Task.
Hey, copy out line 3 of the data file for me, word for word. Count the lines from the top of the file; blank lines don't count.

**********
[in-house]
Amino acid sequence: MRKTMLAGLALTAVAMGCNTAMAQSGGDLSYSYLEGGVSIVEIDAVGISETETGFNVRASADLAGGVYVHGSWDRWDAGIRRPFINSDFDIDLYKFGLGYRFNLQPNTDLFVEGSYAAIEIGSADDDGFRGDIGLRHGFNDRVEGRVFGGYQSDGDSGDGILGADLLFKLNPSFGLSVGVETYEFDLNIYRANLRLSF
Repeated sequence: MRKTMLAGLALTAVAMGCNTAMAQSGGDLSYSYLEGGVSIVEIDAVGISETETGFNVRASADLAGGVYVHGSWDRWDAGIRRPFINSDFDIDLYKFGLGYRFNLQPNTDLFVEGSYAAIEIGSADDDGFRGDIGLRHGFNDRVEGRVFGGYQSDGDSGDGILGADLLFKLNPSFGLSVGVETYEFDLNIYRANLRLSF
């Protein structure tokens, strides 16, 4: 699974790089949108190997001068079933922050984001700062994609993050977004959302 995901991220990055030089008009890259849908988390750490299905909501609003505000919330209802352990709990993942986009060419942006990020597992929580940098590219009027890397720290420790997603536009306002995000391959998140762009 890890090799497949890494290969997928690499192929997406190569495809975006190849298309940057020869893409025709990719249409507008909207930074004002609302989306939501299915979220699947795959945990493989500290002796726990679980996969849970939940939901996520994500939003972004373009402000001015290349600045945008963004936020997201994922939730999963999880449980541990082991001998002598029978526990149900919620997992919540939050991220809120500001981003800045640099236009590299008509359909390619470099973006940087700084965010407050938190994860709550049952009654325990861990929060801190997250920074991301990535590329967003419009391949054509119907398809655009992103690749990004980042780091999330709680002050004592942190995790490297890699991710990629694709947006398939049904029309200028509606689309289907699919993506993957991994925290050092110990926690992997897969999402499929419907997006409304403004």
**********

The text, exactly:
Repeated sequence: MRKTMLAGLALTAVAMGCNTAMAQSGGDLSYSYLEGGVSIVEIDAVGISETETGFNVRASADLAGGVYVHGSWDRWDAGIRRPFINSDFDIDLYKFGLGYRFNLQPNTDLFVEGSYAAIEIGSADDDGFRGDIGLRHGFNDRVEGRVFGGYQSDGDSGDGILGADLLFKLNPSFGLSVGVETYEFDLNIYRANLRLSF